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Pre-term parliamentary elections in Ukraine
The early parliamentary elections in Ukraine were held on September 30, following the Decrees of the President of Ukraine that dealt with the dismissal of the Verkhovna Rada and consequent pre-term parliamentary elections.
President Yushchenko dissolved parliament this spring, in his words, to end political corruption and block attempts to usurp power by Premier Yanukovych’s coalition.
The president and the prime minister, his nemesis from the Orange Revolution of 2004, have been caught up in a year-long struggle for authority. The president hopes that the snap election could help end longstanding political paralysis that has plagued Kyiv’s politics.
Political analysts also warned that election results could be challenged by lawsuits, but massive street protests as seen during the Orange Revolution are not expected.
A small party led by former parliament speaker Volodymyr Lytvyn may yet hold the balance of power. Lytvyn, a longtime politician who cast himself as a mediating force, has not yet said (at the time the magazine went to press) which side his party will align with.
The Party of Regions, led by outgoing Prime Minister Viktor Yanukovych and his coalition partner, the Communist Party, may be unable to form a government without Lytvyn’s support. The first official results were not expected until some time later after the elections. About sixty-three percent of the country’s 37 million voters cast ballots.
Ukraine’s Orange Revolution allies made a strong combined showing in Sunday’s parliamentary elections and looked poised to win a majority that could unseat the prime minister and steer the country more firmly onto a pro-Western course.
There have been many comments made, both in the Ukrainian and foreign press, and by politicians in the west and in neighboring Russia.
Jose Manual Barroso, European Commission President, expressed hope that the reforms in Ukraine would continue after a new government would be appointed, adding that according to international observers, the parliamentary elections in Ukraine were transparent and honest. He noted the preference the Ukrainian people had given to the democratic principles.
Georg Schirmbeck, a member of the German Bundestag and an elections observer, expressed his satisfaction with the way the elections had been conducted — the elections were democratic and honest, he said. He emphasized that no matter which party or bloc of parties would get the majority in parliament, they should unite their efforts and work for the benefit of Ukraine. Speaking in an interview at the Deutche Welle radio station, he said that Ukraine had a great potential and excellent perspectives for closer relations with Germany.
Frank Walter Steinmayer, Germany’s Foreign Minister, is of the opinion that the pre-term parliamentary elections in Ukraine gave Ukraine a chance to deal with the current political crisis. He said that Germany would continue to support the reforms in Ukraine and is getting closer to the European Union.
Rene van der Linden, President of the Parliamentary Assembly of the European Council, said that the early parliamentary elections in Ukraine gave this country and its politicians still another chance to solve the political crisis.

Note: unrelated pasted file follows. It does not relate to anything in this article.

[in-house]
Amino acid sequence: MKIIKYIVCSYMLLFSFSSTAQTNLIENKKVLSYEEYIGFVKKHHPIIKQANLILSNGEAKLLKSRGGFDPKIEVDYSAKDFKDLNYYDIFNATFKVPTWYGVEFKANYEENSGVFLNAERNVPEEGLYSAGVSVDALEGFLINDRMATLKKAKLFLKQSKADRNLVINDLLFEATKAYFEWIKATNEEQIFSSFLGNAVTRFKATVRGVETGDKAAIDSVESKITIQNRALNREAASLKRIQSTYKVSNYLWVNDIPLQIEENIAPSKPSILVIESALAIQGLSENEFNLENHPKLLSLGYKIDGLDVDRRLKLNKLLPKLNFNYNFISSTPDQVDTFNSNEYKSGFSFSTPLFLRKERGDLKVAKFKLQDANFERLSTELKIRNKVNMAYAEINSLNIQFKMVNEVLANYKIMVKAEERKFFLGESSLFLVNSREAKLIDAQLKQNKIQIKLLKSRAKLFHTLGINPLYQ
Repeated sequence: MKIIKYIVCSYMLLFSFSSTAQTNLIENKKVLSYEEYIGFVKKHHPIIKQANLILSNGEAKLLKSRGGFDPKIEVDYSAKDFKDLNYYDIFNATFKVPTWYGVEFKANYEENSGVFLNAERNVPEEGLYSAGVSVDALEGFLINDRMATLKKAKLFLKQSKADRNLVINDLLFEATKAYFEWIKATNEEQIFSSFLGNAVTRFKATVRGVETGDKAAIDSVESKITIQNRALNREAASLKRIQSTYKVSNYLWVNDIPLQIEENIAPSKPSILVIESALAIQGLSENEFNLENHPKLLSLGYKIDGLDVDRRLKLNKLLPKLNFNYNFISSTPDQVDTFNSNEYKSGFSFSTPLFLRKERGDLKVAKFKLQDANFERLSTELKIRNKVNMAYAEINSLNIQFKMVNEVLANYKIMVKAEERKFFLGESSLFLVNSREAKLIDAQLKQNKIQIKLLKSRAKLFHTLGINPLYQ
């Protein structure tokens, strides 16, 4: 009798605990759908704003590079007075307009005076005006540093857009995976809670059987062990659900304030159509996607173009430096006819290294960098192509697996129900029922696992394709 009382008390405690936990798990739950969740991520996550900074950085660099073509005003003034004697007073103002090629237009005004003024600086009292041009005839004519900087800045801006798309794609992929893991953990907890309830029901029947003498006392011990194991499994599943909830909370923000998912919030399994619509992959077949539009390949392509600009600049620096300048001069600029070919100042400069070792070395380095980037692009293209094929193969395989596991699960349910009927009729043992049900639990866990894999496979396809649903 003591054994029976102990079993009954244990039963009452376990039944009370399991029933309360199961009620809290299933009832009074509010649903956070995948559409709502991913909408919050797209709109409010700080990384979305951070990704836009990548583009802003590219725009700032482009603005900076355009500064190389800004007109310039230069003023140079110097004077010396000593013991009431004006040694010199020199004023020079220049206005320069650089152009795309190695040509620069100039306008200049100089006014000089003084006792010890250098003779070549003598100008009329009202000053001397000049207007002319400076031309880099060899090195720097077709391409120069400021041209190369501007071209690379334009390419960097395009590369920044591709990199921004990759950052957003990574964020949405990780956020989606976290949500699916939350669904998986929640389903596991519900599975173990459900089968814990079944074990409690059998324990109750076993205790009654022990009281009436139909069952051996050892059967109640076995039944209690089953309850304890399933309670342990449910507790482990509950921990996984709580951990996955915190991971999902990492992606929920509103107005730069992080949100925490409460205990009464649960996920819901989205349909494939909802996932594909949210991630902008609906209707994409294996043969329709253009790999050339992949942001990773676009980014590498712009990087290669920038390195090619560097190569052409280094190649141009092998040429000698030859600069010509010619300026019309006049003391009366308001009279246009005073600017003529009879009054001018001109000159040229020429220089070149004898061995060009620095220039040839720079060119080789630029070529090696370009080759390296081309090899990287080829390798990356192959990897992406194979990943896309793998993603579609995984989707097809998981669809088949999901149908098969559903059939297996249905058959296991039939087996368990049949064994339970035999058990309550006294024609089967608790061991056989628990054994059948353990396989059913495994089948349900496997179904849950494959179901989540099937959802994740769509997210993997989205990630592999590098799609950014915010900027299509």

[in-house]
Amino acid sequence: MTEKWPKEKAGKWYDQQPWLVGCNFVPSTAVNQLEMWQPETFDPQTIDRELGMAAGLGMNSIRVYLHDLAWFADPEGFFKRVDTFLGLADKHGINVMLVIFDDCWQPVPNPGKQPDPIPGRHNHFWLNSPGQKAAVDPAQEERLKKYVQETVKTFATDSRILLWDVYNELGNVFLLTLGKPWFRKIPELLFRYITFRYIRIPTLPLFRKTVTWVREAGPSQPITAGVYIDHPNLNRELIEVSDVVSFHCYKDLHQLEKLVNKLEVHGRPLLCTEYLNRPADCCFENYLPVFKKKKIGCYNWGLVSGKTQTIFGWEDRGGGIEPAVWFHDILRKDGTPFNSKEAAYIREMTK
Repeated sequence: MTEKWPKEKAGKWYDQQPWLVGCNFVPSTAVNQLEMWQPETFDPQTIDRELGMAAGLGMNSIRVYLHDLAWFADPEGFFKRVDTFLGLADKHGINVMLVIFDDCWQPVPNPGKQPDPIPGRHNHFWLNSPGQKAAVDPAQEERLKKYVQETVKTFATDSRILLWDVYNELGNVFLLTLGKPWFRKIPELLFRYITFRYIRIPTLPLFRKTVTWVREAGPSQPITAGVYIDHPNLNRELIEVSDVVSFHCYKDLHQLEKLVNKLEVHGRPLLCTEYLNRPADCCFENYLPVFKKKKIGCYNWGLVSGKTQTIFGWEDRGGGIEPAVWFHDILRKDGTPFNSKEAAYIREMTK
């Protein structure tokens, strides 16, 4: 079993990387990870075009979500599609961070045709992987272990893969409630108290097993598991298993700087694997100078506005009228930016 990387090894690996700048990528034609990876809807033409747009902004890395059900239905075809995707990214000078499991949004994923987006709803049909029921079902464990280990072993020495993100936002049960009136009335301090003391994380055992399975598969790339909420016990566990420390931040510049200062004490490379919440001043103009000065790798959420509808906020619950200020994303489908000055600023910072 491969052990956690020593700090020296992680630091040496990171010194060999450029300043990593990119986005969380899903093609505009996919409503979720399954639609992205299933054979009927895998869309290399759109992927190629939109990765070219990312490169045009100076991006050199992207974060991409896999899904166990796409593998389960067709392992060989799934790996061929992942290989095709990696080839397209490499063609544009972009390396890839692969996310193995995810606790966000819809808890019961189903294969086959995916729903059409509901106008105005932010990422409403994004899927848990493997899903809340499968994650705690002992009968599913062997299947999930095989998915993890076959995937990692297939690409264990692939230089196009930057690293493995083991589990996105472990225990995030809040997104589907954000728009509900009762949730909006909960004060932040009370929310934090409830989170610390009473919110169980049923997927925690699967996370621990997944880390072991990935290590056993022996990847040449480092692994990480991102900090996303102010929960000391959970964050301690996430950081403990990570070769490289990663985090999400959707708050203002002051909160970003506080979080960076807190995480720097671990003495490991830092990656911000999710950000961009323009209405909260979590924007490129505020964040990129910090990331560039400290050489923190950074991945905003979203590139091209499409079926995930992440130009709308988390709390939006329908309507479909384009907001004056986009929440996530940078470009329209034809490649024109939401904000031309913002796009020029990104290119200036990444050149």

Javier Solana, Secretary-General of the Council of the European Union, called upon the Ukrainian politicians to help form the government as soon as possible and to introduce reforms. He supported further development of relations of Ukraine with the European Union, but at the same time accentuated the importance of positive reforms and of the development of democracy in Ukraine.
Tom Casey, the US State Department’s Deputy Spokesman and Deputy Assistant Secretary for Public Affairs, expressed hope that a new government that would be created as a result of these elections would prove to be effective and that the USA were prepared to maintain mutually beneficial relations with any Ukrainian government that would be formed after the elections.
Alexandr Torshin, head of the group of observers from Russia and other countries of the former Soviet Union, said that their assessment of the elections was positive, and no serious violations of the election laws and rules had been observed. According to him, the elections were transparent and met the world standards.
Orysya Sushko, head of the Mission of the Congress of Ukrainians of Canada, was of the opinion that the early parliamentary elections in Ukraine were, in general, transparent and honest, and that a certain progress had been made since the previous elections.
President Yushchenko of Ukraine said that “The political results of the elections give the democratic forces an opportunity to organize a parliamentary majority…” and that “the relations of those in power and of the opposition must be constructive.” He also said that “the nation gave the mandate to the three major political forces in Ukraine to bring stability and permanence to this country.” He encouraged the three major political forces — Party of Regions, BYut and Our Ukraine-People’s Self-Defense — to get together and start political consultations as soon as possible.
According to the official results, BYuT bloc, with an unexpectedly strong showing, came in second place. It garnered 30,71 per cent support, just behind Mr Yanukovych’s Regions party (34,37 per cent); 14,15 per cent was received by Our Ukraine — People’s Self-Defense bloc. The Communist party won 5,39 per cent of the votes cast, and Lytvyn’s party 3,96 per cent. The Socialist Party failed to get into the new parliament with less than 3 per cent of the votes.
By Ruslan FOKIN,
Yulia Tymoshenko and Yury Lutsenko congratulating
Vyacheslav Kyrylenko and his daughter
Viktor Yanykovych at the polling station.
Lytvyn’s party, led by Volodymyr Lytvyn,